Are we in a time when society will put the brakes on abusive behavior by those who have more power? I can’t answer that; but I know that I have been changing, becoming more aware of boundaries and their importance, more aware of the power that I have by nature of my position. Those of us who minister during times of transition are in a unique position to help a congregation reflect on their strengths and joys; and also to observe and question patterns of behavior.

What do you think? What are some of the ways that you have helped a congregation to become a healthier church and community? Have you observed patterns of behavior by leadership that speak of power rather than respect?

Preparing for and Recovering from Un-natural Disasters
Preparing for and Recovering from Un-Natural Disasters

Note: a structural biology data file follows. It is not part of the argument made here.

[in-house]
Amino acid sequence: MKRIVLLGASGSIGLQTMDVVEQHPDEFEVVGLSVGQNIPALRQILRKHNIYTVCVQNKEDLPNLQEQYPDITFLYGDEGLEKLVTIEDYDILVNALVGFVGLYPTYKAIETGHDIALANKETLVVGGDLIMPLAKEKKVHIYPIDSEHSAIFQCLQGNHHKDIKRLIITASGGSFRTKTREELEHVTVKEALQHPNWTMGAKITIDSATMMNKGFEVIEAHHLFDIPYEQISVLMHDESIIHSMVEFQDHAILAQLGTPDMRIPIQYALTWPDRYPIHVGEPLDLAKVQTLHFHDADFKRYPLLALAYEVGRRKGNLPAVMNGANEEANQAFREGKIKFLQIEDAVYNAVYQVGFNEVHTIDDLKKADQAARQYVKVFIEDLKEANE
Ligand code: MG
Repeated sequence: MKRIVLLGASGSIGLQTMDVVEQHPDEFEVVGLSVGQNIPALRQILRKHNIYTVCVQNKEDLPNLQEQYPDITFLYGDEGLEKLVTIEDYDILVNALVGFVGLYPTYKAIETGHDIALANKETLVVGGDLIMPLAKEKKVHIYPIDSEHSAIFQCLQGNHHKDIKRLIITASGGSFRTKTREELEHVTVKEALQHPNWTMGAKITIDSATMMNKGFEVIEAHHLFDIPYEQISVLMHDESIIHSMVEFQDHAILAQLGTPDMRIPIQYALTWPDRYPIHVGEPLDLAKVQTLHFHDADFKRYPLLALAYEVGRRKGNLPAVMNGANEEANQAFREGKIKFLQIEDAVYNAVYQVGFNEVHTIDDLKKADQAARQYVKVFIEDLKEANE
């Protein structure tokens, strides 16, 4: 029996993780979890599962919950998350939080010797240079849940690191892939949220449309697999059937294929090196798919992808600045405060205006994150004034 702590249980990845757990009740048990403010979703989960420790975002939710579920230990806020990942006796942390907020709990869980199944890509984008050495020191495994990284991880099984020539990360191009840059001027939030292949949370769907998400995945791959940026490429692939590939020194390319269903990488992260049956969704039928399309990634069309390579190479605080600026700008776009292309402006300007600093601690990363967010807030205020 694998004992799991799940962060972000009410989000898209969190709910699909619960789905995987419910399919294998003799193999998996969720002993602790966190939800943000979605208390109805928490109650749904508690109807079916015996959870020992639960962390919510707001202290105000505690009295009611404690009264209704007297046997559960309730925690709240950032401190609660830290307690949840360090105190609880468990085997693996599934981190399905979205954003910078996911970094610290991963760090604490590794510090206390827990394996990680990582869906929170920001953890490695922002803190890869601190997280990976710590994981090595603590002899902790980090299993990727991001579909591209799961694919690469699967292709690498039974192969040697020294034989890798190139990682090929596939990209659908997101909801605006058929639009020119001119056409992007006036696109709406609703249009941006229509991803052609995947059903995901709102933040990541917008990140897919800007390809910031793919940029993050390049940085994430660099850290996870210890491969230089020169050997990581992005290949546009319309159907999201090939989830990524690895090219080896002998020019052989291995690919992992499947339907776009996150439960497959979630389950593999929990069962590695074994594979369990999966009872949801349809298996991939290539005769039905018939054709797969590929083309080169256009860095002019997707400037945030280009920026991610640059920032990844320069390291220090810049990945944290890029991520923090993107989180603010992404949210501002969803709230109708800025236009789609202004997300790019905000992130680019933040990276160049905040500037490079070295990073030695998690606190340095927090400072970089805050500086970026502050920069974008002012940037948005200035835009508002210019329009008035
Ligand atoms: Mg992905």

by The Rev. Martin Homan

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With the unnatural disasters occurring in New York City and now in a church in Texas do we as pastors and churches need to prepare for such occurrences even at our own doors? Westminster John Knox Press recently published RECOVERING FROM UN-NATURAL DISASTERS: A Guide for Pastors and Congregations after Violence and Trauma. The authors are Laurie Kraus, David Holyan and Bruce Wismer. Whatever we use in our church bodies what can we do to assist our faith communities with such disasters?

The Kindle version is FREE. To download and read: www.amazon.com/recovering

Learning New Skills

Our grandson is five. He is beginning to want to help, with things like baking pumpkin muffins, which I think he experienced in kindergarten over Halloween. Anyway, he came into the kitchen and saw all the ingredients being assembled on the counter. “Can I help?” he asked.